The Harry Ree Trust has now completed the tasks it set itself by allocating Pounds 14,000 in small grants to youth groups and schools. Our criteria emphasised the sharing of arts activities with young people in cities such as Barcelona and Frankfurt, which would not have happened without external financial support. The grants we provided enabled hundreds of young people from disadvantaged communities to travel out of Britain for the first time in their lives.
All those who knew Harry Ree, whether as a head, a professor of education or as an indefatigable promoter of community education, will know how much he would have enjoyed the feedback we received as trustees, showing how the arts, in particular, enable young people to communicate with each other and learn in ways which even the best-managed classroom cannot provide. Their experience marked as citizens of Europe.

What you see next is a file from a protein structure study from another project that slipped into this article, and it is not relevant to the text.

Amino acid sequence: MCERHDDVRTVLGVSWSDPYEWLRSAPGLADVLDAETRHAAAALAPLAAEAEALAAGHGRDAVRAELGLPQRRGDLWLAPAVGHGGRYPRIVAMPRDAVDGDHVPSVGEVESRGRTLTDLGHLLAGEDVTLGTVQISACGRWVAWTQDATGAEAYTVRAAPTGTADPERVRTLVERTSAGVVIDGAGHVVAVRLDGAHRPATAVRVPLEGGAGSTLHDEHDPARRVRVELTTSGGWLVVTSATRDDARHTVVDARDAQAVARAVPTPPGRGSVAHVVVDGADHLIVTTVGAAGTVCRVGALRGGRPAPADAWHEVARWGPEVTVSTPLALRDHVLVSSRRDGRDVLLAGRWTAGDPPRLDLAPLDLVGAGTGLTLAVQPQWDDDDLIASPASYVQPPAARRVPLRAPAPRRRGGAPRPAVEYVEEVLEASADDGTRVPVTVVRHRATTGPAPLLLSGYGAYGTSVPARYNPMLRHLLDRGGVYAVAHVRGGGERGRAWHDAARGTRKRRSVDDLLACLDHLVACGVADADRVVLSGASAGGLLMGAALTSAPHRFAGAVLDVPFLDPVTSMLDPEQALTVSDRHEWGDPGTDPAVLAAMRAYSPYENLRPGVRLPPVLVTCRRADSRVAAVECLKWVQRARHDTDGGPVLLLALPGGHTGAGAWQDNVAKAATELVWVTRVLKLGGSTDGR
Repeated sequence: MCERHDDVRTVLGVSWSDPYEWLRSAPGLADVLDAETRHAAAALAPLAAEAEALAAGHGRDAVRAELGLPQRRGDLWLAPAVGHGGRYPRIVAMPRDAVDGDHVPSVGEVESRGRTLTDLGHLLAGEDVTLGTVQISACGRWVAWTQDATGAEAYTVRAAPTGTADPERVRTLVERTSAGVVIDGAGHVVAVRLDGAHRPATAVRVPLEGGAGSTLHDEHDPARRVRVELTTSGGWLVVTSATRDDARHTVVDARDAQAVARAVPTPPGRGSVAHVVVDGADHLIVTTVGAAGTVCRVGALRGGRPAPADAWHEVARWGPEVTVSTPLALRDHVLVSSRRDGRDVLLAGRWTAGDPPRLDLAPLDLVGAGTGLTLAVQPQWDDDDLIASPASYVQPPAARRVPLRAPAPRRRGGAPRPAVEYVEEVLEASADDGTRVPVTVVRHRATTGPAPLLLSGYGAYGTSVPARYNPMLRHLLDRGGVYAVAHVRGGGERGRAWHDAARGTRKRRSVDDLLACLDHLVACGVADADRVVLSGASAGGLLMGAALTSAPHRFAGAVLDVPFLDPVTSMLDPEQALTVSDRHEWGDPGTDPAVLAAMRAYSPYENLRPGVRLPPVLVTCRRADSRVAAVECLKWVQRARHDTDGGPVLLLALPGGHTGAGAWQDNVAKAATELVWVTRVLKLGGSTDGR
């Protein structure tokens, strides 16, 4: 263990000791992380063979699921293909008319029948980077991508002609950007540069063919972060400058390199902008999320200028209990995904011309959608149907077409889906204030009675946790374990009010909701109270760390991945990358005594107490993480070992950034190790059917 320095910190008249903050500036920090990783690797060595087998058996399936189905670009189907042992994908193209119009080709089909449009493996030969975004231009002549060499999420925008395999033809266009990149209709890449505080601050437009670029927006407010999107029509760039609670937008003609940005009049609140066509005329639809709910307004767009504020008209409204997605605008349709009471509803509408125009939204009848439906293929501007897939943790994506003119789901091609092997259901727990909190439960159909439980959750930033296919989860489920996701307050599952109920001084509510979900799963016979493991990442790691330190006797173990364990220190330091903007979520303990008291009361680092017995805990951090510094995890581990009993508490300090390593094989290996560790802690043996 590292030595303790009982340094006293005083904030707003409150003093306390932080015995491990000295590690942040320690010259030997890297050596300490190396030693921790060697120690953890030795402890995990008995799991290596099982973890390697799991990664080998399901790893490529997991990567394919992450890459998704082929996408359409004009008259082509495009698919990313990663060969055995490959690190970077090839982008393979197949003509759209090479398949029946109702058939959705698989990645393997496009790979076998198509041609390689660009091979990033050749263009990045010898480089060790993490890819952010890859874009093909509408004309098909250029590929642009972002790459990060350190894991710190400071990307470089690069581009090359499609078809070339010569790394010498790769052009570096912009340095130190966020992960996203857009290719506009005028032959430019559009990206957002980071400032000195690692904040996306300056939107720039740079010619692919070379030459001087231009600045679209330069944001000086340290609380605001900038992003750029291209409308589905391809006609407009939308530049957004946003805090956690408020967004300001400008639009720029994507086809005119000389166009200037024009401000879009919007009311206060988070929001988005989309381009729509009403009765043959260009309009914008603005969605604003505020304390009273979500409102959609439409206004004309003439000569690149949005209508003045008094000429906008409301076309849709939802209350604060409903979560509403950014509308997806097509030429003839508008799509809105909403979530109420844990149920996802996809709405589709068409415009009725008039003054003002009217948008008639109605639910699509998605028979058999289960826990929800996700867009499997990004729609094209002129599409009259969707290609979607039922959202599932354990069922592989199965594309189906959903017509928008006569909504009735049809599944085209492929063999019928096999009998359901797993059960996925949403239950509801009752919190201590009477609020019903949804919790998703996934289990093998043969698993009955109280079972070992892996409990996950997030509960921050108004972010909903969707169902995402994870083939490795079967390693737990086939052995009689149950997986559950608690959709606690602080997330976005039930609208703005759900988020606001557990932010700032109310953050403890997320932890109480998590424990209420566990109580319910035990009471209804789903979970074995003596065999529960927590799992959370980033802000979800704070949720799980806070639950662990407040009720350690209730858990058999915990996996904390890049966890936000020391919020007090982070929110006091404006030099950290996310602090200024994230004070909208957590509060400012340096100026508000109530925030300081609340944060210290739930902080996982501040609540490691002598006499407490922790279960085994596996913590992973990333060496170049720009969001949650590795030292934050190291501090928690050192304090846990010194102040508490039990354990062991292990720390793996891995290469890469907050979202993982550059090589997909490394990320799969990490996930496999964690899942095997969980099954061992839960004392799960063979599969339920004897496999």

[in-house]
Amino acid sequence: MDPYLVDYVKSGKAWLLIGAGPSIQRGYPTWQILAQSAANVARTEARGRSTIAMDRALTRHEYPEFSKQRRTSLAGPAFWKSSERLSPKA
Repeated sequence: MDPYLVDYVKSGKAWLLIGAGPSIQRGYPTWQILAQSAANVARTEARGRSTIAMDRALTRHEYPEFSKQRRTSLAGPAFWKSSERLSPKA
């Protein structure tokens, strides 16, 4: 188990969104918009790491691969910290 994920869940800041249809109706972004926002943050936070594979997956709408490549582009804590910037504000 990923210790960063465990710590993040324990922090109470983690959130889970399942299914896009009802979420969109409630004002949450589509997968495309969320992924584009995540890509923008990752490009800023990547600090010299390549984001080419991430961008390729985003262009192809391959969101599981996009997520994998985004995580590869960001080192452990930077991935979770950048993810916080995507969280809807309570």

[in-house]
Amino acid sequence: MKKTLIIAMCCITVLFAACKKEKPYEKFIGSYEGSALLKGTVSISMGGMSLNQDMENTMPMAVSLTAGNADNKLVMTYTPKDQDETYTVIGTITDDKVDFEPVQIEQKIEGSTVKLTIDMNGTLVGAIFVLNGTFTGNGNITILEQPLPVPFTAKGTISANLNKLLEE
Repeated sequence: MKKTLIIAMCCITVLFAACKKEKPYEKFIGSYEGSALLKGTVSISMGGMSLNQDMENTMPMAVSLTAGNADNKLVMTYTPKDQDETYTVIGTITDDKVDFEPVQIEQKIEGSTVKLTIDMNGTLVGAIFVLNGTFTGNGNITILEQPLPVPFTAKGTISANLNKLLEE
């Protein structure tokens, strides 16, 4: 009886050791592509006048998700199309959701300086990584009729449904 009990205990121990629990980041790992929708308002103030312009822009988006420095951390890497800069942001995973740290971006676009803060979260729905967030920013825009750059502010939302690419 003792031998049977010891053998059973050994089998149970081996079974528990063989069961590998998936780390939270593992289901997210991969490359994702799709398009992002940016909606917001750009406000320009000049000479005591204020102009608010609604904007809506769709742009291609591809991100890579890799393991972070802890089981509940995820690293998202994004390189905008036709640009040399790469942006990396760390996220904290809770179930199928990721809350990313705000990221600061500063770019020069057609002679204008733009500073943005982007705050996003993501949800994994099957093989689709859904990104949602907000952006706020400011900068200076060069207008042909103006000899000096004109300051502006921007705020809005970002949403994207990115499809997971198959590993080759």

Harry Ree argued that Britain was depriving the young of these kinds of opportunities and turning its back dangerously on the Europe of which we are all now all part.
In his view Britain needed to adopt the large-scale exchange scheme for young workers and the unemployed on the model of the Franco-German exchange scheme. While the European Community now funds somewhat similar schemes, we believe there is clearly a place for many more small scale exchanges of the kind our Trust has supported, probably at local level.
Friends and former colleagues of Harry Ree may be able to contribute to his memory in another way. An archive collection of letters, tapes and other material relating to Harry is being compiled and catalogued at the University of London Institute of Education, 20 Bedford Way, London WC1H 0AL. Anyone who has anything to add to this should contact Jennifer Haynes, senior archivist, at the Institute.
Sir Richard O'Brien Chairperson (and seven trustees) The Harry Ree Memorial Trust 53 Abingdon Villas, London W8